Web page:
Page 4 of 5“A Little Gimmicky?”
Dave quickly dropped the American Corpse persona for another identity: a tights-wearing street fighter named Ferox. Ferox is reserved for Dave’s patrols farther north in Ogden. When in Salt Lake City, Dave is Insignis, a robed figure with a giant white cross across his chest. “The most easily recognizable symbol in the world is the cross,” he explains, “So what better symbol to have?” (The two names are derived from a large tattoo across his back that reads “Insignis Ferox,” Latin for “Mark of the Wild One.”)
After those first few patrols with Ghost, Insignis’ friends were quick to join them. The team grew to 13 members strong in a matter of months. The group originally patrolled on Mondays—hence the name—but “things are much more likely to happen on Fridays and Saturdays, so the Monday thing didn’t last long,” Insignis says. They stuck with the name primarily because “it sounds cool.”
Oni, 36, based his identity on a Japanese demon. He’s married to a woman the team calls “Mother One.” She creates most of their costumes by hand. “She’s very supportive of this,” Oni says. Most of the team, including 38-year-old occasional member “Silver Dragon,” a thin man with a thick Southern accent, are married. They say their wives are proud of them but balked at a reporter’s request to speak with the women. Earlier this year, Oni went on his first patrol with his daughter, who will take the name “Frost” as soon as she has a costume. “I was very nervous and excited at the same time;” he wrote on his blog. “I hoped that nothing would happen on her first time out. I am proud that she wants to give back to the community and help people that need it.”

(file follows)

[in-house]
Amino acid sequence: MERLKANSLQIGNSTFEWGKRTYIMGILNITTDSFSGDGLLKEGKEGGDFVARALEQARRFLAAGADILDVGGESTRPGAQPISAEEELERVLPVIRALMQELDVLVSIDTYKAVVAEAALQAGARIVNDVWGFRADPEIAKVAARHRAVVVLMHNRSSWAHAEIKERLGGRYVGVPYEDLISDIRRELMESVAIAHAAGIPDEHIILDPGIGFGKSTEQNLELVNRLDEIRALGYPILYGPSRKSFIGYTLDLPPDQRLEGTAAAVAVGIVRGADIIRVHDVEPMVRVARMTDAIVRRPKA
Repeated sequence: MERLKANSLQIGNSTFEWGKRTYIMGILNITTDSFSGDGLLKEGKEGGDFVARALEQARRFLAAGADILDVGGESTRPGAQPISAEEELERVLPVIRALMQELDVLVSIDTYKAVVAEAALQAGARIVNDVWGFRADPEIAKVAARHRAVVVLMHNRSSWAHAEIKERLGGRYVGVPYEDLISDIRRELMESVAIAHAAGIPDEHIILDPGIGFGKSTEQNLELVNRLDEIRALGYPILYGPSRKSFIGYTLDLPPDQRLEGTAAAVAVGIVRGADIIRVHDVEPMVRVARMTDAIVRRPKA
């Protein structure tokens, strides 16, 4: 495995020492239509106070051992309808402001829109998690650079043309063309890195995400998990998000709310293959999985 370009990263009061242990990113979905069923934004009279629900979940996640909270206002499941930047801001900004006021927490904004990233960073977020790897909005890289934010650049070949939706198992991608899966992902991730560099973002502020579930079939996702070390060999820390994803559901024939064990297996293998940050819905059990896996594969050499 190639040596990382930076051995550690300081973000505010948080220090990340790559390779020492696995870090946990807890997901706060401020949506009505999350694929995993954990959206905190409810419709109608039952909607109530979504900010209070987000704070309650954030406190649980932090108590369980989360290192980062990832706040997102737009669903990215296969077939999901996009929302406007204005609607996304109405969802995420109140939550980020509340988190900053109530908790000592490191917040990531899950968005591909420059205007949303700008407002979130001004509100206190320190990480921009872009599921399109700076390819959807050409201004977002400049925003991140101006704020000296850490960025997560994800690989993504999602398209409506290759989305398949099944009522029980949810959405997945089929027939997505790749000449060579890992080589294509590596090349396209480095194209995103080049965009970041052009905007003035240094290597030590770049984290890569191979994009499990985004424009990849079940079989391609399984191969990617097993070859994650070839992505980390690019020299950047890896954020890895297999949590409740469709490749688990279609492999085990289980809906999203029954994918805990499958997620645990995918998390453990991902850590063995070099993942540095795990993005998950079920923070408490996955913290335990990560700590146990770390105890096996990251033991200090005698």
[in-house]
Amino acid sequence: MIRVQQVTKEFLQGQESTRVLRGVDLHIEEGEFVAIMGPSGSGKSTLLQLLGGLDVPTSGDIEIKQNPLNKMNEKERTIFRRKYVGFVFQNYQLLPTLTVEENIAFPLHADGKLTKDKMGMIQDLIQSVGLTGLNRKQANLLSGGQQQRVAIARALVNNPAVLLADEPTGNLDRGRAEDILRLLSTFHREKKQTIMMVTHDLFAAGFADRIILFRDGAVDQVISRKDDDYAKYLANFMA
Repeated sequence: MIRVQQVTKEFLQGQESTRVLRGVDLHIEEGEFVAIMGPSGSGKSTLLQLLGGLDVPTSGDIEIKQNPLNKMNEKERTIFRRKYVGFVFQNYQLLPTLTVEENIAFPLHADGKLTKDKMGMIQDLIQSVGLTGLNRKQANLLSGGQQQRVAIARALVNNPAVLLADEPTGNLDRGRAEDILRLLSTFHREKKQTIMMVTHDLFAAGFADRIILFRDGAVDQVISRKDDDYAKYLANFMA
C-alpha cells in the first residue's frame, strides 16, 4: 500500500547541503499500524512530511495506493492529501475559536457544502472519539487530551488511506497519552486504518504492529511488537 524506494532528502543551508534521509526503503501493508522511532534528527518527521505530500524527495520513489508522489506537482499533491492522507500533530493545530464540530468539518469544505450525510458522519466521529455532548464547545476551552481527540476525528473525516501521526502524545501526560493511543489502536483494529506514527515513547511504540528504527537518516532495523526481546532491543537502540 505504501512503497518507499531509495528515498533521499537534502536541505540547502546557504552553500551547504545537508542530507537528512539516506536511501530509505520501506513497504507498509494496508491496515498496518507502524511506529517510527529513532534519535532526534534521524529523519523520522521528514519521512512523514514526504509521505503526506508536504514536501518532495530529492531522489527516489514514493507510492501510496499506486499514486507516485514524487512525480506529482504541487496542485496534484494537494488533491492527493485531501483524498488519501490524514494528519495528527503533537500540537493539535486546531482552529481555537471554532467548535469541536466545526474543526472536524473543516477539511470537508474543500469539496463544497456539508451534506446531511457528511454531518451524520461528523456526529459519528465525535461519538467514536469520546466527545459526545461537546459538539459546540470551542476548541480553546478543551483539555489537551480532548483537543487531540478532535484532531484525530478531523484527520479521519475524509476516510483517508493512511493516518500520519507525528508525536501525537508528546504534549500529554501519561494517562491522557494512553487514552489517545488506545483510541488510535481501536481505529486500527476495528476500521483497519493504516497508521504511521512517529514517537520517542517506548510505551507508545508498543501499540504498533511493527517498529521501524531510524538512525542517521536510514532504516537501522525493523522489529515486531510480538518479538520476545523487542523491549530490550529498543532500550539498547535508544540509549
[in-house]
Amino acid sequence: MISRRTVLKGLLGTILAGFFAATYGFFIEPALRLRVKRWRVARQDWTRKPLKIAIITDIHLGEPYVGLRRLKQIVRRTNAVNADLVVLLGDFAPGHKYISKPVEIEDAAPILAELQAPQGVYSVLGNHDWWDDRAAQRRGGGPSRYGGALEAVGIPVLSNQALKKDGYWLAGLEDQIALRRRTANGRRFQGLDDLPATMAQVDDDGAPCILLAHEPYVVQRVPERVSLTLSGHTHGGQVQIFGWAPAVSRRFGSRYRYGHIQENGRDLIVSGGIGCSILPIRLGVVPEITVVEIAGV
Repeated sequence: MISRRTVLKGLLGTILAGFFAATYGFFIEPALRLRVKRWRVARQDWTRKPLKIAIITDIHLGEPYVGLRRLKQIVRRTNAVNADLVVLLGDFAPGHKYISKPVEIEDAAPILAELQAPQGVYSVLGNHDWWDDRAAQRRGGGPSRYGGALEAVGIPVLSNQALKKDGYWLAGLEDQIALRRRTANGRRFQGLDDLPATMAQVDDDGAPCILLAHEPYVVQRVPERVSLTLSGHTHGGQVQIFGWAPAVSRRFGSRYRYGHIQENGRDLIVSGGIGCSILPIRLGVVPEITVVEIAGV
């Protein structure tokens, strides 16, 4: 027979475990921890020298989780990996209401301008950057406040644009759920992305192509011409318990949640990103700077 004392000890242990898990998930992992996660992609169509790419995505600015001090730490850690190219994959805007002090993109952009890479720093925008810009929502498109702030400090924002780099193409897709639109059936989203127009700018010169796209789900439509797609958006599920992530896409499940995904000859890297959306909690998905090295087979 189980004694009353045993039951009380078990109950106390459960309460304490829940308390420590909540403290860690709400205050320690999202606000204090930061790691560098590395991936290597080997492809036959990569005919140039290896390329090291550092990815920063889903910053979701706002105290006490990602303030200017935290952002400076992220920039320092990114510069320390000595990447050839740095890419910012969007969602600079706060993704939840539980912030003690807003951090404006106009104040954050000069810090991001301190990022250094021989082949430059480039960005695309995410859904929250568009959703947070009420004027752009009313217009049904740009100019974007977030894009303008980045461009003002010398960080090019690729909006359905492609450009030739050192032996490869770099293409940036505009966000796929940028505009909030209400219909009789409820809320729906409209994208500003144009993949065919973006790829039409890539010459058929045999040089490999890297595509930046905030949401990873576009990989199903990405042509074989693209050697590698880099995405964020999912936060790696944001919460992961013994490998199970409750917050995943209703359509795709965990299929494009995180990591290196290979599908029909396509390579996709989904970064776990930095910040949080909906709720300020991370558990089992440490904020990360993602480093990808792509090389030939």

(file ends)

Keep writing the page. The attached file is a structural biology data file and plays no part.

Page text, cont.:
The heroes say they have been spending more time in Ogden lately because of what they perceive as increased gang activity. Ogden Mayor Matthew Godfrey takes issue with that claim: “We have had a seven-year decline of crime in Ogden and one of the keys to that is getting the community involved. Having neighbors be vigilant and engaged is a critical ingredient to safer neighborhoods.” Godfrey adds that the Black Monday Society “fits in” with this push for community involvement. Although he finds them “a little gimmicky,” Godfrey allows that, “We will take their participation any way we can get it.” The Salt Lake City Police Department had no comment on the Black Monday Society. Lt. Paul Jaroscak, spokesman for the Salt Lake County Sheriff’s Department, says he has “no knowledge or comment” regarding the group.
If the local cops are sketchy on their knowledge of the superheroes, it might be due to the group’s lack of clarity. What, exactly, does the Black Monday Society do? They talk about “helping people” and “helping the homeless.” But, on one evening this past November, the patrol’s big events included a photo session with a gaggle of drunken college students, some heckling from passersby and a thumbs-up from an enthusiastic tourist from Minneapolis, who wished there was something like this “back home.” The patrol also handed out a couple of dollars to a homeless man with the telltale facial scabs of heavy meth use.